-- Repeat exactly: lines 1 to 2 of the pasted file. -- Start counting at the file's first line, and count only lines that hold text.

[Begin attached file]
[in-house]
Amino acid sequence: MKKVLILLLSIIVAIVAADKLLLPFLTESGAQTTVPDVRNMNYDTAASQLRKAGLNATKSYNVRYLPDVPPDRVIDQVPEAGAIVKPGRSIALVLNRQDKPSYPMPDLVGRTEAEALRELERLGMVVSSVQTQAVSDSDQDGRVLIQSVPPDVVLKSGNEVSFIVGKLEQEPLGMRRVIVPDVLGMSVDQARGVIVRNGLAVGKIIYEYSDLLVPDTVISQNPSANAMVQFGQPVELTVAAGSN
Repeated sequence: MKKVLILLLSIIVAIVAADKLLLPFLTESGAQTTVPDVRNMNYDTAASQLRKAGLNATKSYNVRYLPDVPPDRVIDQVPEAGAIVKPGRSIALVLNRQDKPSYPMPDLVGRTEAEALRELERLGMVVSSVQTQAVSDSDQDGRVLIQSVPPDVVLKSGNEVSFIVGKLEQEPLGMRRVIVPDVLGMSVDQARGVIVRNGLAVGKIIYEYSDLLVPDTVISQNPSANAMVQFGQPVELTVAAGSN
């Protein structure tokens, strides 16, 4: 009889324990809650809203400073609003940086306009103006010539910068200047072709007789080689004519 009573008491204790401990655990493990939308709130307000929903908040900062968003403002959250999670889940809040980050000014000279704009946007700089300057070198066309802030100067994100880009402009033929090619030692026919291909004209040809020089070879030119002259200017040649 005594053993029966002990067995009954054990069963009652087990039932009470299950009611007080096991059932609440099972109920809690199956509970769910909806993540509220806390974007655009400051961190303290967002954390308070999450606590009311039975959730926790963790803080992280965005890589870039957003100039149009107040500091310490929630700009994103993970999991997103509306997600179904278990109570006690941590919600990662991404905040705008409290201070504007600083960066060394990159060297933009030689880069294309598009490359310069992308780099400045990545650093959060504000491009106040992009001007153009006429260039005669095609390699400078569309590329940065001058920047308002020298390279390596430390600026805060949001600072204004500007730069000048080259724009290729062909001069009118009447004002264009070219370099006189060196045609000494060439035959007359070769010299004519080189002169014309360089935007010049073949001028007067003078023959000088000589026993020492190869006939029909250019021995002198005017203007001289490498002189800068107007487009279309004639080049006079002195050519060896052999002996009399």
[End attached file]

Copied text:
[in-house]
Amino acid sequence: MKKVLILLLSIIVAIVAADKLLLPFLTESGAQTTVPDVRNMNYDTAASQLRKAGLNATKSYNVRYLPDVPPDRVIDQVPEAGAIVKPGRSIALVLNRQDKPSYPMPDLVGRTEAEALRELERLGMVVSSVQTQAVSDSDQDGRVLIQSVPPDVVLKSGNEVSFIVGKLEQEPLGMRRVIVPDVLGMSVDQARGVIVRNGLAVGKIIYEYSDLLVPDTVISQNPSANAMVQFGQPVELTVAAGSN